In brief On 16 January 2021, the National Bank of Ukraine (NBU) introduced a specific oversight regime with respect to compliance of Ukrainian banks with data protection and cybersecurity requirements. Banks will now be subject to either remote or "on-site" inspections in these areas. In addition, banks will be required to submit their respective annual self-assessment reports. The template report form, approved by the NBU, indicates that banks will have to disclose all of their "cloud" and "outsourcing" projects with third-party vendors.Key takeaways The Ukrainian market is seeing an increased amount of emerging partnerships between banks and technology companies. Such collaboration arrangements have now attracted the regulator's attention. Accordingly, banks and their technology vendors should dedicate more care to the regulatory aspects of their cooperation (and related technology transactions), to ensure a smooth oversight experience.Background The new oversight regime aims to implement the evolving regulatory framework for data protection and cybersecurity in the banking industry. According to its Fintech Strategy 2025, the NBU will also adopt bespoke rules for banks governing IT outsourcing and cloud projects by the end of 2022 and 2024, respectively.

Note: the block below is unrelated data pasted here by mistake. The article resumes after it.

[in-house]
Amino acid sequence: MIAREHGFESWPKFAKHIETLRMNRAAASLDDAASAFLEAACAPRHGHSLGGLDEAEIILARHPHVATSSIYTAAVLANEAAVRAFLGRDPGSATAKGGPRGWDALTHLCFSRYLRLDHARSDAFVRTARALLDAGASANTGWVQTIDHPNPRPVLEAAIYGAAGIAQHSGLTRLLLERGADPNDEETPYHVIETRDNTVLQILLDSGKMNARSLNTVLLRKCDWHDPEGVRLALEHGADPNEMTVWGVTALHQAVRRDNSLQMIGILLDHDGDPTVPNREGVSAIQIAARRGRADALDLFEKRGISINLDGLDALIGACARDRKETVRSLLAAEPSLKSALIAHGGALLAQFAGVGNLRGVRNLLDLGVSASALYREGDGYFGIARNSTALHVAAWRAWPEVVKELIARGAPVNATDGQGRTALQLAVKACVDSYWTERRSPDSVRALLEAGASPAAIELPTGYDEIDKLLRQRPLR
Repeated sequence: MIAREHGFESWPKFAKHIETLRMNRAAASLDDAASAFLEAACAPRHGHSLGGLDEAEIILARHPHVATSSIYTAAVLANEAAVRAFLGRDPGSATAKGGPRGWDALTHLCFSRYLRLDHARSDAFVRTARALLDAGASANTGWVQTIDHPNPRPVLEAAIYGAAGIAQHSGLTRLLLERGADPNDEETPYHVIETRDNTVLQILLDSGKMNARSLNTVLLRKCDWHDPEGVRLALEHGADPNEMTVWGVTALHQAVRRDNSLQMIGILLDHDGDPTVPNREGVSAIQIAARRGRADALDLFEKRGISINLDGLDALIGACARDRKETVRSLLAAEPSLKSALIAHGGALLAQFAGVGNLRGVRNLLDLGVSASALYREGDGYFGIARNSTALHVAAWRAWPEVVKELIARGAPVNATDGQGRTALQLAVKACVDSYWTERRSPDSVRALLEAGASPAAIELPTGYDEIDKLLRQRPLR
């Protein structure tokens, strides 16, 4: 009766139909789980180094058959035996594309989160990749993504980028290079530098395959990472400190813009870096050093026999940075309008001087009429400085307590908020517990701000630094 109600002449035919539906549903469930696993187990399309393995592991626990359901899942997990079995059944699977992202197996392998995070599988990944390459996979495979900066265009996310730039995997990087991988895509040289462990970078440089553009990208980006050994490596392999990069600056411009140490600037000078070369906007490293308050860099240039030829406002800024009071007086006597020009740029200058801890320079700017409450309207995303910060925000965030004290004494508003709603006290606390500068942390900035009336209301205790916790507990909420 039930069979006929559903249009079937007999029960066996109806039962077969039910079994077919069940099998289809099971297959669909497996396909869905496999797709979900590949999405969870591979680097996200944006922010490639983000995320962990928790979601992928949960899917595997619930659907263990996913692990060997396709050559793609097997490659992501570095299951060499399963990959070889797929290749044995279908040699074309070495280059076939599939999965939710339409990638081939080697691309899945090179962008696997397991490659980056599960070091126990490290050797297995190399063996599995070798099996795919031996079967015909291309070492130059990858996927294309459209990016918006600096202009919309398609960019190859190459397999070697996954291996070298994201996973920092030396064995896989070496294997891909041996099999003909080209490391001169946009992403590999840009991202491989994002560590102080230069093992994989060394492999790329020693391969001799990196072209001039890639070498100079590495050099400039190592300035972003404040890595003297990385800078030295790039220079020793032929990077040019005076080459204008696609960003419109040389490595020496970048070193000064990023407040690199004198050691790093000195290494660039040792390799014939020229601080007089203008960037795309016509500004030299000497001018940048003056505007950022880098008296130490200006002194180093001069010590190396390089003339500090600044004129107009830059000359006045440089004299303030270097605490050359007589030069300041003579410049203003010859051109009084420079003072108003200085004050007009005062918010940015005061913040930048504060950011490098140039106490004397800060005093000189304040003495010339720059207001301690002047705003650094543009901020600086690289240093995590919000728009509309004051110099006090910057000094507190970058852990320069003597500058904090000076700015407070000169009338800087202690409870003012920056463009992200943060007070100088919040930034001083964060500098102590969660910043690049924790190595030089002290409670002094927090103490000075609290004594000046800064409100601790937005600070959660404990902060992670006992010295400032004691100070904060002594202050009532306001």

On 20 January 2021, the Hong Kong Securities and Futures Commission ("SFC") and the Office of the Securities and Exchange Commission of Thailand ("Thai SEC") jointly announced1 ("Announcement") that they had entered into a bilateral Memorandum of Understanding ("MOU") for the Mutual Recognition of Funds between the Hong Kong Special Administrative Region of the People's Republic of China and Thailand ("HK-TH MRF").2 The HK-TH MRF represents a significant additional step to foster closer ties and financial cooperation between Hong Kong and Thailand. It follows, amongst other existing arrangements, the long term co-operation between the Hong Kong Monetary Authority and Bank of Thailand to explore a Distributed Ledger Technology solution for cross border funds transfers known as project Inthanon - Lionrock3 and the Memorandum of Understanding on the Strengthening of Economic Relations signed on 29 November 2019 by the respective governments.4 In this Client Alert we provide an overview of some of the key aspects of the HK-TH MRF.